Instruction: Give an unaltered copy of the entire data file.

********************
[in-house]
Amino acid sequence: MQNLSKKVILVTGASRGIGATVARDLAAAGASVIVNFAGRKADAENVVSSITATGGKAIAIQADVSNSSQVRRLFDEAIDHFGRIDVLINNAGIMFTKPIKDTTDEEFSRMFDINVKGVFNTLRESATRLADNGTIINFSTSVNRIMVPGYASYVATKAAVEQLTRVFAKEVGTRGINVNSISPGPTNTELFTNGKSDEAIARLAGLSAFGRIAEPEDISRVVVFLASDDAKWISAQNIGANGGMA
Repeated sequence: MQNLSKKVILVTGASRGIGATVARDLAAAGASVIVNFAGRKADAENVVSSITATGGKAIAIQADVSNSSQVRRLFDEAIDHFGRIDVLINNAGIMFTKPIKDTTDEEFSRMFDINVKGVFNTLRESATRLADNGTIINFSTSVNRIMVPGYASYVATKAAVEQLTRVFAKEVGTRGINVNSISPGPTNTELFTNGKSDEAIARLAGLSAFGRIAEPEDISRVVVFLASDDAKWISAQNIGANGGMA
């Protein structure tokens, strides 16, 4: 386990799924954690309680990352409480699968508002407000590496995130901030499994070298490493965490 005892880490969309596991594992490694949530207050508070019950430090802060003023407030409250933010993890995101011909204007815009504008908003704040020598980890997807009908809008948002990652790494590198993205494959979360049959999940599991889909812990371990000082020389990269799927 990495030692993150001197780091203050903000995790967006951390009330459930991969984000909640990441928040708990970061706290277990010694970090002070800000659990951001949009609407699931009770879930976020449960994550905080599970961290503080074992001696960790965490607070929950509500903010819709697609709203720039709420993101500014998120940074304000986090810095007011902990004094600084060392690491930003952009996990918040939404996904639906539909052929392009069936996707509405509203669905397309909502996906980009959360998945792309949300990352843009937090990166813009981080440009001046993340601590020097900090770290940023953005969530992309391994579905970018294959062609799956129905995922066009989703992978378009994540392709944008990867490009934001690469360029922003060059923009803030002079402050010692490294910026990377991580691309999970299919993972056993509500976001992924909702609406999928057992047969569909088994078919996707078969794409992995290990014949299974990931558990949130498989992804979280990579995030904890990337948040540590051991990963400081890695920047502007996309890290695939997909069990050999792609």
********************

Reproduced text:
[in-house]
Amino acid sequence: MQNLSKKVILVTGASRGIGATVARDLAAAGASVIVNFAGRKADAENVVSSITATGGKAIAIQADVSNSSQVRRLFDEAIDHFGRIDVLINNAGIMFTKPIKDTTDEEFSRMFDINVKGVFNTLRESATRLADNGTIINFSTSVNRIMVPGYASYVATKAAVEQLTRVFAKEVGTRGINVNSISPGPTNTELFTNGKSDEAIARLAGLSAFGRIAEPEDISRVVVFLASDDAKWISAQNIGANGGMA
Repeated sequence: MQNLSKKVILVTGASRGIGATVARDLAAAGASVIVNFAGRKADAENVVSSITATGGKAIAIQADVSNSSQVRRLFDEAIDHFGRIDVLINNAGIMFTKPIKDTTDEEFSRMFDINVKGVFNTLRESATRLADNGTIINFSTSVNRIMVPGYASYVATKAAVEQLTRVFAKEVGTRGINVNSISPGPTNTELFTNGKSDEAIARLAGLSAFGRIAEPEDISRVVVFLASDDAKWISAQNIGANGGMA
């Protein structure tokens, strides 16, 4: 386990799924954690309680990352409480699968508002407000590496995130901030499994070298490493965490 005892880490969309596991594992490694949530207050508070019950430090802060003023407030409250933010993890995101011909204007815009504008908003704040020598980890997807009908809008948002990652790494590198993205494959979360049959999940599991889909812990371990000082020389990269799927 990495030692993150001197780091203050903000995790967006951390009330459930991969984000909640990441928040708990970061706290277990010694970090002070800000659990951001949009609407699931009770879930976020449960994550905080599970961290503080074992001696960790965490607070929950509500903010819709697609709203720039709420993101500014998120940074304000986090810095007011902990004094600084060392690491930003952009996990918040939404996904639906539909052929392009069936996707509405509203669905397309909502996906980009959360998945792309949300990352843009937090990166813009981080440009001046993340601590020097900090770290940023953005969530992309391994579905970018294959062609799956129905995922066009989703992978378009994540392709944008990867490009934001690469360029922003060059923009803030002079402050010692490294910026990377991580691309999970299919993972056993509500976001992924909702609406999928057992047969569909088994078919996707078969794409992995290990014949299974990931558990949130498989992804979280990579995030904890990337948040540590051991990963400081890695920047502007996309890290695939997909069990050999792609």